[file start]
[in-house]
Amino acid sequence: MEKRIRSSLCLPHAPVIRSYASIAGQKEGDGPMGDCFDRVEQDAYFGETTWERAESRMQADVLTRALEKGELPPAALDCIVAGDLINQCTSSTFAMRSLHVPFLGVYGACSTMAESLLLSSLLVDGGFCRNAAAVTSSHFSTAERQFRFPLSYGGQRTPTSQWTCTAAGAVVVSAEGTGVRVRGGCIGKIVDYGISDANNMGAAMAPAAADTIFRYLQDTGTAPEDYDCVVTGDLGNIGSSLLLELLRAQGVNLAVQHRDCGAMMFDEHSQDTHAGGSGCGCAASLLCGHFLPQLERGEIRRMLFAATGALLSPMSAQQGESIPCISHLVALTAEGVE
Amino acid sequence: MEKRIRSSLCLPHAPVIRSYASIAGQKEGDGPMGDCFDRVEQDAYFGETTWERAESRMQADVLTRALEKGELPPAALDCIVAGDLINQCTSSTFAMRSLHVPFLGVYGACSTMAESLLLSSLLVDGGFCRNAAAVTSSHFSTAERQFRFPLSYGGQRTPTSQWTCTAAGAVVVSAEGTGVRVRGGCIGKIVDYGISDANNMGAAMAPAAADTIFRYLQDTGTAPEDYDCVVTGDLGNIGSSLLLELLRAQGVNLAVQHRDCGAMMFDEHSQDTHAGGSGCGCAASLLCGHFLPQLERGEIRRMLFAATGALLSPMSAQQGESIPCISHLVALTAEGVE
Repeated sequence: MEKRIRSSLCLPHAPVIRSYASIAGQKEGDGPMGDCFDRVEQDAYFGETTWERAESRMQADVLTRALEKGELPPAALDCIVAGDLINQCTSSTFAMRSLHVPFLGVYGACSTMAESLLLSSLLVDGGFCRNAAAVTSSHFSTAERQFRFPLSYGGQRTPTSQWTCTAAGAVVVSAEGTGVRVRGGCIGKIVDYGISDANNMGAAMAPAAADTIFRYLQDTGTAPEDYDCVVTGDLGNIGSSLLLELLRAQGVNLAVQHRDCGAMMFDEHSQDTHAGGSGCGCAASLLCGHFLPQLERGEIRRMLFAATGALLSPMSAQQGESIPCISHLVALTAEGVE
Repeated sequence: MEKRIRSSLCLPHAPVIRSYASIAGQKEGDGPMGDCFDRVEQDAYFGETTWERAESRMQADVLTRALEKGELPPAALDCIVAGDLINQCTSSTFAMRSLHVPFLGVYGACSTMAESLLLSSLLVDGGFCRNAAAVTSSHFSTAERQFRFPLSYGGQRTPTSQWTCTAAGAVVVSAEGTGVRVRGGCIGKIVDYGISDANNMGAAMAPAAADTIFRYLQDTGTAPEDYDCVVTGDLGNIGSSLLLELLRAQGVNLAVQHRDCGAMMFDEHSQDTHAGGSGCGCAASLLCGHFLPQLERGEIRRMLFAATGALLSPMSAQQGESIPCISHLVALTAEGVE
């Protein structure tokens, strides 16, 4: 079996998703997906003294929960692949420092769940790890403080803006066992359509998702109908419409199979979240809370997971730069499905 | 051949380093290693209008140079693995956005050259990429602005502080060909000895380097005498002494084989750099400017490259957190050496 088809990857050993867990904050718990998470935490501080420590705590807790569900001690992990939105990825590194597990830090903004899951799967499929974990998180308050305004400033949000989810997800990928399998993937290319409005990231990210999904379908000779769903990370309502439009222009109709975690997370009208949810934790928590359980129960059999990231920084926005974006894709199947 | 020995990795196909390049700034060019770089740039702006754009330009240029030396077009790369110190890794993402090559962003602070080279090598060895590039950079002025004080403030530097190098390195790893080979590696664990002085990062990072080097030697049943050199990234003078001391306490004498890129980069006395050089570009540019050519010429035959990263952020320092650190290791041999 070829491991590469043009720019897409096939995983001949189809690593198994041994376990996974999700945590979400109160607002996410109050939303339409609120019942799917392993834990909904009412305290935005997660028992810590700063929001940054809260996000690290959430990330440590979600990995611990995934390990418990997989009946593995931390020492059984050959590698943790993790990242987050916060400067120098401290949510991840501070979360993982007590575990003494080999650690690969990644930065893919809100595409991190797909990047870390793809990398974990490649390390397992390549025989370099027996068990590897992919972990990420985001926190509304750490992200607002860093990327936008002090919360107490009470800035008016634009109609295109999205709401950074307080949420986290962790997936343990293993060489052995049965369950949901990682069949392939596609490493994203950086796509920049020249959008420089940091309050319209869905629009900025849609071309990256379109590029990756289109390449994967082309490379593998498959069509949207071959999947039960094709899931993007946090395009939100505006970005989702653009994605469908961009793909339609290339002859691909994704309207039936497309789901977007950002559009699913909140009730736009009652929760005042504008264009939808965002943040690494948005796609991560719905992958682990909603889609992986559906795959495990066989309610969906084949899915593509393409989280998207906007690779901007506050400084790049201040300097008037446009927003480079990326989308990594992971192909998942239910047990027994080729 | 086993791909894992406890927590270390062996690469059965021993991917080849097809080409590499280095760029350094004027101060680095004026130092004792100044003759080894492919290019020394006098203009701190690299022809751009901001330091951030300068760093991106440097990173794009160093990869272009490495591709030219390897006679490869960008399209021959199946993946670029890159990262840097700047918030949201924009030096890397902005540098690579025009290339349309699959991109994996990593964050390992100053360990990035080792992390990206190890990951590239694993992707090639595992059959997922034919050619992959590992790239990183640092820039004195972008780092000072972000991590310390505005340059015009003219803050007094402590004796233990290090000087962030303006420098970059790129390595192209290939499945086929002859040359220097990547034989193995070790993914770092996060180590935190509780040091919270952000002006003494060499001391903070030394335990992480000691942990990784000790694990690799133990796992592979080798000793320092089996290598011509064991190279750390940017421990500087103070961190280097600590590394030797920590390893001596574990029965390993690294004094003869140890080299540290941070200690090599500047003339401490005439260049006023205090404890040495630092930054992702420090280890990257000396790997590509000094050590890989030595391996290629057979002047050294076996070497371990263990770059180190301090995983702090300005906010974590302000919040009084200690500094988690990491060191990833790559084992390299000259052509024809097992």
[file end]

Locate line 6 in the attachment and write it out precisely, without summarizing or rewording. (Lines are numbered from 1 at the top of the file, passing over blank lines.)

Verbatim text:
């Protein structure tokens, strides 16, 4: 079996998703997906003294929960692949420092769940790890403080803006066992359509998702109908419409199979979240809370997971730069499905 | 051949380093290693209008140079693995956005050259990429602005502080060909000895380097005498002494084989750099400017490259957190050496 088809990857050993867990904050718990998470935490501080420590705590807790569900001690992990939105990825590194597990830090903004899951799967499929974990998180308050305004400033949000989810997800990928399998993937290319409005990231990210999904379908000779769903990370309502439009222009109709975690997370009208949810934790928590359980129960059999990231920084926005974006894709199947 | 020995990795196909390049700034060019770089740039702006754009330009240029030396077009790369110190890794993402090559962003602070080279090598060895590039950079002025004080403030530097190098390195790893080979590696664990002085990062990072080097030697049943050199990234003078001391306490004498890129980069006395050089570009540019050519010429035959990263952020320092650190290791041999 070829491991590469043009720019897409096939995983001949189809690593198994041994376990996974999700945590979400109160607002996410109050939303339409609120019942799917392993834990909904009412305290935005997660028992810590700063929001940054809260996000690290959430990330440590979600990995611990995934390990418990997989009946593995931390020492059984050959590698943790993790990242987050916060400067120098401290949510991840501070979360993982007590575990003494080999650690690969990644930065893919809100595409991190797909990047870390793809990398974990490649390390397992390549025989370099027996068990590897992919972990990420985001926190509304750490992200607002860093990327936008002090919360107490009470800035008016634009109609295109999205709401950074307080949420986290962790997936343990293993060489052995049965369950949901990682069949392939596609490493994203950086796509920049020249959008420089940091309050319209869905629009900025849609071309990256379109590029990756289109390449994967082309490379593998498959069509949207071959999947039960094709899931993007946090395009939100505006970005989702653009994605469908961009793909339609290339002859691909994704309207039936497309789901977007950002559009699913909140009730736009009652929760005042504008264009939808965002943040690494948005796609991560719905992958682990909603889609992986559906795959495990066989309610969906084949899915593509393409989280998207906007690779901007506050400084790049201040300097008037446009927003480079990326989308990594992971192909998942239910047990027994080729 | 086993791909894992406890927590270390062996690469059965021993991917080849097809080409590499280095760029350094004027101060680095004026130092004792100044003759080894492919290019020394006098203009701190690299022809751009901001330091951030300068760093991106440097990173794009160093990869272009490495591709030219390897006679490869960008399209021959199946993946670029890159990262840097700047918030949201924009030096890397902005540098690579025009290339349309699959991109994996990593964050390992100053360990990035080792992390990206190890990951590239694993992707090639595992059959997922034919050619992959590992790239990183640092820039004195972008780092000072972000991590310390505005340059015009003219803050007094402590004796233990290090000087962030303006420098970059790129390595192209290939499945086929002859040359220097990547034989193995070790993914770092996060180590935190509780040091919270952000002006003494060499001391903070030394335990992480000691942990990784000790694990690799133990796992592979080798000793320092089996290598011509064991190279750390940017421990500087103070961190280097600590590394030797920590390893001596574990029965390993690294004094003869140890080299540290941070200690090599500047003339401490005439260049006023205090404890040495630092930054992702420090280890990257000396790997590509000094050590890989030595391996290629057979002047050294076996070497371990263990770059180190301090995983702090300005906010974590302000919040009084200690500094988690990491060191990833790559084992390299000259052509024809097992």